<img height="1" width="1" style="display:none" src="https://www.facebook.com/tr?id=705633339897683&amp;ev=PageView&amp;noscript=1">

Why Oscar joined Tidelift

Oscar Spencer
by Oscar Spencer
on June 28, 2018

Don't miss the latest from Tidelift

In the beginning there was a big beige box

I met the road that led me to Tidelift many years ago. When I was young, I was fascinated that one could boot up a mystical beige box and interact with it, whether it was playing a game, writing a document, or even communicating with others. Dying to know how these mysterious machines worked, I tore down and rebuilt old computer towers. Eventually, I took to the library to learn more, and after a couple basic books on computer hardware, I felt fully confident in my understanding of how computers worked.

Yet still, I knew nothing. I understood how the hardware fit together, but I had no clue about what made things happen when I clicked around on the screen. The missing piece to this puzzle was computer programs. So I snagged a copy of Java for Dummies, and thus began my journey to becoming a software engineer.

There are very few things in this world I’ve experienced that come close to the feeling I had when I wrote that first bit of working code. It was like I was bringing a living, breathing thing into the world. The tremendous power one finds themselves suddenly able to wield is truly liberating. I mean, to be able to write the code that allows you to command an entire legion of machines to do your bidding at any hour of the night, unyielding, never falling ill, and without a single complaint, is a crucial ingredient in the recipe for total world domination. Or so that’s what I’ve heard.

But my point is that writing code is awesome. And you know what’s even better than writing your own code? Being able to use code that other people have already written.

Which brings me to open source

I wrote lots and lots of my own programs, but I also scoured the internet for code other people wrote that I could use in my programs. Not only could I move a lot faster that way, but the vast majority of the time, the code other people wrote was better than what I would have written, and was maintained by the people who knew it best, and it was all free to read and use! This was my introduction to the world of open source software.

Once I started to use open source in my own projects, I started to better understand the widespread usage of OSS. Nearly all developers and organizations use it. Nearly every piece of software we encounter contains some OSS in it, including the application you’re using to read this post. The entire online world is running on open source software.

The part where I see the problem for the first time

As I began to use open source more, I started to understand the importance of contribution. I’d been using all this code all this time without giving back anything of my own. It turns out that a large portion of developers don’t actually give back, whether to an existing project or by making their own. It might not be that they don’t want to, but it is a lot of effort and a big time commitment.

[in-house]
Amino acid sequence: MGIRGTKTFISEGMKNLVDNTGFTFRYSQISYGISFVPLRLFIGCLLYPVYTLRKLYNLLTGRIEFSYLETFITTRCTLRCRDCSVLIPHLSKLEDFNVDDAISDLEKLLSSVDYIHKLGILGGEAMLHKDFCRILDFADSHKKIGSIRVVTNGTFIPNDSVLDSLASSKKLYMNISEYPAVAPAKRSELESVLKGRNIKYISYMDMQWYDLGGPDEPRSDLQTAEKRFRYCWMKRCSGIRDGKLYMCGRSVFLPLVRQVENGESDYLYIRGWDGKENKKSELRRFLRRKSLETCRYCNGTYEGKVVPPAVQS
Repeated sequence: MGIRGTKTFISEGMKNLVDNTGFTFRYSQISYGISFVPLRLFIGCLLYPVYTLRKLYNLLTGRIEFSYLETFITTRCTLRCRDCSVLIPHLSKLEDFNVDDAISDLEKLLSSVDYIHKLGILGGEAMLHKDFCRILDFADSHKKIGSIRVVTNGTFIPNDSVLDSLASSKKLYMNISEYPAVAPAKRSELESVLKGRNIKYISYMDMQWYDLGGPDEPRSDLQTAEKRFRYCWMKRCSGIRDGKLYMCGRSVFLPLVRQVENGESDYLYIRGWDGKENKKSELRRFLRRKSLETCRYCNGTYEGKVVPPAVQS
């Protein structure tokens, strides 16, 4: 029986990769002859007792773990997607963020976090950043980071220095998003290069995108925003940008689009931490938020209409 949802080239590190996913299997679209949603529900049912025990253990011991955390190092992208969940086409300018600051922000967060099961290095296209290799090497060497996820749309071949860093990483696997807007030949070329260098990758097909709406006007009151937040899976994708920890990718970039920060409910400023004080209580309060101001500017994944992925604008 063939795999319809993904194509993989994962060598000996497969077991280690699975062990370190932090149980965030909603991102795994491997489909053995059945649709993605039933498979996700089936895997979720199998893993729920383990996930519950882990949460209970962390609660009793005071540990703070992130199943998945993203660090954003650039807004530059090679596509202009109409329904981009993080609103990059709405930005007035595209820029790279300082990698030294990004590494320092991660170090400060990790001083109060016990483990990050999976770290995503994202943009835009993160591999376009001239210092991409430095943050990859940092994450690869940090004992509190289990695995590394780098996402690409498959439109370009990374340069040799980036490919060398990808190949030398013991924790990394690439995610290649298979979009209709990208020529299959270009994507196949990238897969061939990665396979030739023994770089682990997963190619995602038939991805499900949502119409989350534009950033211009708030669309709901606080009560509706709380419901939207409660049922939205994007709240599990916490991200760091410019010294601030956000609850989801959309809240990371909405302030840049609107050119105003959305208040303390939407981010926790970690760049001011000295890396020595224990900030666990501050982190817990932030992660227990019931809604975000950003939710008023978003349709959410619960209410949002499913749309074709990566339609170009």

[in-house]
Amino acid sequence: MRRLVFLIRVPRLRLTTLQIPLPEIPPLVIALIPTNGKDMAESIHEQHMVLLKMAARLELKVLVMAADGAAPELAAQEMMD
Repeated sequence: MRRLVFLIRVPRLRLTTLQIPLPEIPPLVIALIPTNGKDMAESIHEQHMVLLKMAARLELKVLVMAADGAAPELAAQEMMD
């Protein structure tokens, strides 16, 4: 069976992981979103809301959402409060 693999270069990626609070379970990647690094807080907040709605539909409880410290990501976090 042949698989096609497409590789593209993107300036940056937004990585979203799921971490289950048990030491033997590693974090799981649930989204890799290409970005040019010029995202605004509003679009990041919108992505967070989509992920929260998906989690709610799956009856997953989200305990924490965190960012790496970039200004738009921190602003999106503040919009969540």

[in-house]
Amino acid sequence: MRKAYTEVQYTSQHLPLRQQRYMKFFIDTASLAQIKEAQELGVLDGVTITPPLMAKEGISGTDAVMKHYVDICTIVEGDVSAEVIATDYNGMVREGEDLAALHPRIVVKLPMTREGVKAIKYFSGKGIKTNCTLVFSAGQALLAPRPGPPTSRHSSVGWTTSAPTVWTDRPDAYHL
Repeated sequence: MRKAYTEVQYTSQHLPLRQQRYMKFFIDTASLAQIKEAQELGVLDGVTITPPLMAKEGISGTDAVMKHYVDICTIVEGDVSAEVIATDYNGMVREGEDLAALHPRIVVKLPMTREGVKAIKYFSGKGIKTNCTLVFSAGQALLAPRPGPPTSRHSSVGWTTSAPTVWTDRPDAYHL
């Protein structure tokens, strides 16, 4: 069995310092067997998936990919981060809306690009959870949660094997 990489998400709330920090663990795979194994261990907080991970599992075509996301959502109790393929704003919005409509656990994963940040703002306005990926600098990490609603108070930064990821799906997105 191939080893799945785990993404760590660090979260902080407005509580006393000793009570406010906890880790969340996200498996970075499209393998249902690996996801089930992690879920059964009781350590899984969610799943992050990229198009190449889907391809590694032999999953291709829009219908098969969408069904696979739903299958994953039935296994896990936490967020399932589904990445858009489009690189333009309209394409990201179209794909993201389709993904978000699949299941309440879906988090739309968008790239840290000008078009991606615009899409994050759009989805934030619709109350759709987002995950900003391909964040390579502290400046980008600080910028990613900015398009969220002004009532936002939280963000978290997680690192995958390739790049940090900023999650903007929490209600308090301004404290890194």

Someone out there has to keep the wheels turning and the lights on, if the whole world is using this stuff. I know that I personally have found it difficult to find the time to get ramped up on a project and give back outside of work, and I only have a handful of developer friends who have ever landed a commit in an open source project. There are developers, though, that do make this sacrifice.

Last year at React Boston 2017, I heard a talk given by Henry Zhu, the lead maintainer of the ridiculously popular Babel project. It was titled “Maintainer, Heal Thyself” and spoke of how it generally, actually kind of sucks to be an OSS maintainer. Consumers of this software often have incredibly high expectations and can sometimes be astonishingly abrasive with demands for quality or features that they don’t even pay for, or contribute to. Many maintainers feel a sheer obligation to continue to support the software, just because it’s used by so many. It made me feel a little guilty, since I hadn’t given back to any of the projects I’d used (especially Babel, as I have experience with and immense love for both compilers and JavaScript).

It got me thinking. Only two people are given time at work to keep Babel going—Henry, who got to spend 50% of his time at work, and another maintainer, who got to spend about 20%. Otherwise, that work wasn’t sustainably funded. But Babel code is running on many of the websites we use nearly daily, including Facebook, Reddit, Netflix, the New York Times, and so many more! Just two people!

There’s got to be a better way.

Oscar, meet Tidelift

The huge lure of Tidelift for me was the opportunity I saw for me to finally give back to the open source community, but on a much bigger scale. By joining Tidelift, I could be a part of the team that gets open source maintainers paid real money for their valiant efforts—while making every open source project in the world more reliable. I truly believe that many more people would be interested in giving back if there was a stronger financial incentive. I think Tidelift has some interesting ideas that will both get maintainers paid and provide something valuable to professional developers at the same time, so I’m absolutely thrilled to be a part of it.

As it turns out, I’ve got a pretty sweet little open source project of my own. It’s still quite rough around the edges, and needs quite a bit of work, but who knows? If it ever turns out to be a staple of the modern web developer’s toolkit some day, maybe I’ll truly get to enjoy the fruits of my labor as a lifter on the Tidelift platform.


Are you an open source maintainer? Become a lifter and get paid!

New Call-to-action